Photo: The Orchard

Sam Elliott’s sonorous, gravelly voice demands attention, almost regardless of what he’s saying. The Hero demonstrates this in its very first scene, which sees Elliott’s character, an actor named Lee Hayden, doing voice-over work for a commercial hawking barbecue sauce. “Lone Star BBQ Sauce: the perfect partner for your chicken,” he intones, somehow making the words themselves sound hickory-smoked. His delivery is perfect, yet the offscreen director keeps asking him to try it again, without offering any feedback; when Lee, after four or five attempts, reasonably asks if he should be doing something different, he’s simply told to repeat it once more. And then once more. It’s an amusing portrait of frustration that inadvertently epitomizes The Hero, a film that generously gives Elliott one of the few lead roles of his lengthy career, but mostly asks him to embody clichés, without providing any sense of how he might improve upon them.

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In many respects, Elliott is playing a fictionalized version of himself here. Lee occupies a low level of stardom—not automatically recognized by everyone he encounters, by any means, but famous enough to receive lifetime achievement awards and such. He’s best known for playing the titular role in a ’70s Western also called The Hero and for an equally ancient Western TV series on which he met Jeremy (Nick Offerman), his best friend, with whom he regularly hangs out and smokes weed. Long divorced (his ex-wife is played by Elliott’s real-life spouse, Katharine Ross), Lee is unhappily estranged from his daughter, Lucy (Krysten Ritter), and has just learned that pancreatic cancer is almost certain to kill him within the next five years. It’s time to get his accounts in order. Naturally, this being a movie, that entails a romantic relationship with a woman several decades younger than he is. Charlotte (Laura Prepon), a stand-up comic who buys drugs from Jeremy, meets Lee at Jeremy’s house and immediately seduces him, though their budding relationship takes a major blow when she tells jokes about screwing a senior in her act.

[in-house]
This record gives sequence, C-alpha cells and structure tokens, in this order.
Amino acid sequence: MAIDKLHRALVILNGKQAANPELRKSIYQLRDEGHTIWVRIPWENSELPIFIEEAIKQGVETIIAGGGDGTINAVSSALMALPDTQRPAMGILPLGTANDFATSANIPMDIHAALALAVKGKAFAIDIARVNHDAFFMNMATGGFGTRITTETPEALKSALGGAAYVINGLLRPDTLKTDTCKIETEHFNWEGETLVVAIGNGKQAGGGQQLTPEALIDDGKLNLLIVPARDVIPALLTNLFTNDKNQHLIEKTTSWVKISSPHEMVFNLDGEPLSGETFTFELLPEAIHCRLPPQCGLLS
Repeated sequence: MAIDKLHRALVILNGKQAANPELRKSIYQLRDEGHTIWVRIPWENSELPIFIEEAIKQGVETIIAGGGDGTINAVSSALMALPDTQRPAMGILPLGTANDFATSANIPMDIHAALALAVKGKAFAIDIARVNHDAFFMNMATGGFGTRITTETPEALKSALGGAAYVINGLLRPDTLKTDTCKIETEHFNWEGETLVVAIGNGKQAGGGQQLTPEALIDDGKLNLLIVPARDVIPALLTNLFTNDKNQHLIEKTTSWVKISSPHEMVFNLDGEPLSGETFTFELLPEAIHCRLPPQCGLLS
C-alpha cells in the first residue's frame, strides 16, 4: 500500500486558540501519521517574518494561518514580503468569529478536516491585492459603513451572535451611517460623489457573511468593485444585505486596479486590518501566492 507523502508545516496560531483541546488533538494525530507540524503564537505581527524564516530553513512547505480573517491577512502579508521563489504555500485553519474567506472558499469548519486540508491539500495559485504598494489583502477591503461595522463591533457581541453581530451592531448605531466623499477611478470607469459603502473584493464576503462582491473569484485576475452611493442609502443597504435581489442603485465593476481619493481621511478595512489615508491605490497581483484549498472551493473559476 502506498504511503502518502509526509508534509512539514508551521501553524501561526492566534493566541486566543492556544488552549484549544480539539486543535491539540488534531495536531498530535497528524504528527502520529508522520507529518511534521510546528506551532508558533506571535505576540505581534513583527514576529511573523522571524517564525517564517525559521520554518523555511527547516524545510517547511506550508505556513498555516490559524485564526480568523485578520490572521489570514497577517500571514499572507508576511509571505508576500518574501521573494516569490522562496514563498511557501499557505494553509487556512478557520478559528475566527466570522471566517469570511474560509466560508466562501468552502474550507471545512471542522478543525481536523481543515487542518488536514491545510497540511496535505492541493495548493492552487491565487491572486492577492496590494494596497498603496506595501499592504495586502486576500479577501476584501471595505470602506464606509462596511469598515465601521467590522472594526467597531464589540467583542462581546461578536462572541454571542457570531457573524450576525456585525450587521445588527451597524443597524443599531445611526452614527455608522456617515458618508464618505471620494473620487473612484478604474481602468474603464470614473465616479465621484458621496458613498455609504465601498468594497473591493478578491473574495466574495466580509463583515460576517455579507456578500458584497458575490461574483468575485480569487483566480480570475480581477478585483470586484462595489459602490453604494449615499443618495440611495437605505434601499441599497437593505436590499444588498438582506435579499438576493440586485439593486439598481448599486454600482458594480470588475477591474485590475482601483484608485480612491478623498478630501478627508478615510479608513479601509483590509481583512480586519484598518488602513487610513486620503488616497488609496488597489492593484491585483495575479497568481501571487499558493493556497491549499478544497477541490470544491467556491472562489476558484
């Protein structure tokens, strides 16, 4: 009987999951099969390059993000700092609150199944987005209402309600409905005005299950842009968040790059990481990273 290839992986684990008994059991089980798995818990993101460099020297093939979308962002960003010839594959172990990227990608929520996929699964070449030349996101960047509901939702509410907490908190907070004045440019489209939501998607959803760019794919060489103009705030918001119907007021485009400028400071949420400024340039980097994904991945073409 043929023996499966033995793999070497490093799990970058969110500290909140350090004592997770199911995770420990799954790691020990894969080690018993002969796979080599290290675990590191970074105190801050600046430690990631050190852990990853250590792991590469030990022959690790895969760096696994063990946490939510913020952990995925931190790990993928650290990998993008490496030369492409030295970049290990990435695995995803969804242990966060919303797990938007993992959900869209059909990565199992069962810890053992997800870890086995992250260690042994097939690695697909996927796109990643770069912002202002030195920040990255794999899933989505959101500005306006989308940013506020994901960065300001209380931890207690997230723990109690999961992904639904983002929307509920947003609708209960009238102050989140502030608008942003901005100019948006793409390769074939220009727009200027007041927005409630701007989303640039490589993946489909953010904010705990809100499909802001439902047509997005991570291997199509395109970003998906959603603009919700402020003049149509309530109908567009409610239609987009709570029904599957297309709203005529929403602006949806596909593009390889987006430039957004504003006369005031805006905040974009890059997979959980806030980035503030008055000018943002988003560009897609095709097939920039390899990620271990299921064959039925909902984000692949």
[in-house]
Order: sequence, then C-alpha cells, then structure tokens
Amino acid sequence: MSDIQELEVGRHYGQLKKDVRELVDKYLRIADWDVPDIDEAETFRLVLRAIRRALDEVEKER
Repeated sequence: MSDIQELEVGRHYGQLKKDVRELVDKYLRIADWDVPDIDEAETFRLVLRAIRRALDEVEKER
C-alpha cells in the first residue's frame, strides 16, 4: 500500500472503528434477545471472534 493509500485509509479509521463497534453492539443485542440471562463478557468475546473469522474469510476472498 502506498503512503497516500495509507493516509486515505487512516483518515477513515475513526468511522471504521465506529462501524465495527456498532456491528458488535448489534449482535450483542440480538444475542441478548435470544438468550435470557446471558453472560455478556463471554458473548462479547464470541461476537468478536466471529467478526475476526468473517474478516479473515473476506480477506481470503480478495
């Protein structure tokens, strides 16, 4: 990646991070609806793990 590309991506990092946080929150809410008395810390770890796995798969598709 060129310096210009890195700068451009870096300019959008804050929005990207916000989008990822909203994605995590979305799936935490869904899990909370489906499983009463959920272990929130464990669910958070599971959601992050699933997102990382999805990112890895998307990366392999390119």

To its credit, The Hero shows some self-awareness about May-December ickiness—Lee voices some of the viewer’s likely objections directly to Charlotte, though she shrugs them off. And director Brett Haley, who also co-wrote the screenplay with Marc Basch, is the rare young American filmmaker who’s sincerely interested in older generations; his previous feature, I’ll See You In My Dreams, starred Blythe Danner, who’s even older than Elliott. (Elliott was in that one, too, as Danner’s age-appropriate love interest, though she also flirted heavily with Martin Starr’s character.) Alas, Haley doesn’t find an especially novel approach to this hackneyed pairing, nor is he much inclined to interrogate it. Charlotte merely represents a measure of unexpected happiness for Lee (once she jettisons her wrinkly-balls jokes), compensating for the rest of his life falling apart. The film’s various other elements—Lee’s initial refusal to tell anyone about his terminal illness; his clumsy efforts to reconcile with his daughter (yes, he even stands her up at dinner); his regret about having made only one film that he’s truly proud of—are all disappointingly secondhand.

Still, it’s tempting to recommend The Hero in spite of its mediocrity, simply because Elliott has been given so few opportunities to command the screen at length, rather than just steal a scene or two. Lee Hayden isn’t much of a character on paper, and Haley depends far too much on his star’s natural charisma to fill in the gaps. Elliott certainly delivers, imposing his weathered gravity on material that would likely be utterly forgettable in less distinctive hands. He provides what’s asked of him. But why squander such gifts on the dramatic equivalent of a tagline for barbecue sauce?

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